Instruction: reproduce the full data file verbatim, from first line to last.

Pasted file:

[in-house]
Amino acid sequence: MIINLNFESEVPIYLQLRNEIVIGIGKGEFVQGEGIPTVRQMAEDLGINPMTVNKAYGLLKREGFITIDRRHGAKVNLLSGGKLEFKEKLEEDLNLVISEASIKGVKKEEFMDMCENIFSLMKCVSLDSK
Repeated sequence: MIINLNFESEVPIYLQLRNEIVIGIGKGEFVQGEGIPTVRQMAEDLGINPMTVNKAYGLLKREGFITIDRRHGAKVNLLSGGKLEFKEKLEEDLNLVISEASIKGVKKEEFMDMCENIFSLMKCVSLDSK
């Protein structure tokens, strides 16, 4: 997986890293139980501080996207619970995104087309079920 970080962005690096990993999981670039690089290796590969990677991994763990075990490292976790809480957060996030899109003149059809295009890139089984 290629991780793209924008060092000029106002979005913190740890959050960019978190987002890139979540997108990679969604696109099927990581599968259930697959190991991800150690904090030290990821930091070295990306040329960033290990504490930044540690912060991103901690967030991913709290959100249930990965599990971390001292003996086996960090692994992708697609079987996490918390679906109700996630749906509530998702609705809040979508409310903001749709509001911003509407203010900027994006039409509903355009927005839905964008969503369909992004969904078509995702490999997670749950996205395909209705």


[in-house]
Amino acid sequence: MIINLNFESEVPIYLQLRNEIVIGIGKGEFVQGEGIPTVRQMAEDLGINPMTVNKAYGLLKREGFITIDRRHGAKVNLLSGGKLEFKEKLEEDLNLVISEASIKGVKKEEFMDMCENIFSLMKCVSLDSK
Repeated sequence: MIINLNFESEVPIYLQLRNEIVIGIGKGEFVQGEGIPTVRQMAEDLGINPMTVNKAYGLLKREGFITIDRRHGAKVNLLSGGKLEFKEKLEEDLNLVISEASIKGVKKEEFMDMCENIFSLMKCVSLDSK
């Protein structure tokens, strides 16, 4: 997986890293139980501080996207619970995104087309079920 970080962005690096990993999981670039690089290796590969990677991994763990075990490292976790809480957060996030899109003149059809295009890139089984 290629991780793209924008060092000029106002979005913190740890959050960019978190987002890139979540997108990679969604696109099927990581599968259930697959190991991800150690904090030290990821930091070295990306040329960033290990504490930044540690912060991103901690967030991913709290959100249930990965599990971390001292003996086996960090692994992708697609079987996490918390679906109700996630749906509530998702609705809040979508409310903001749709509001911003509407203010900027994006039409509903355009927005839905964008969503369909992004969904078509995702490999997670749950996205395909209705």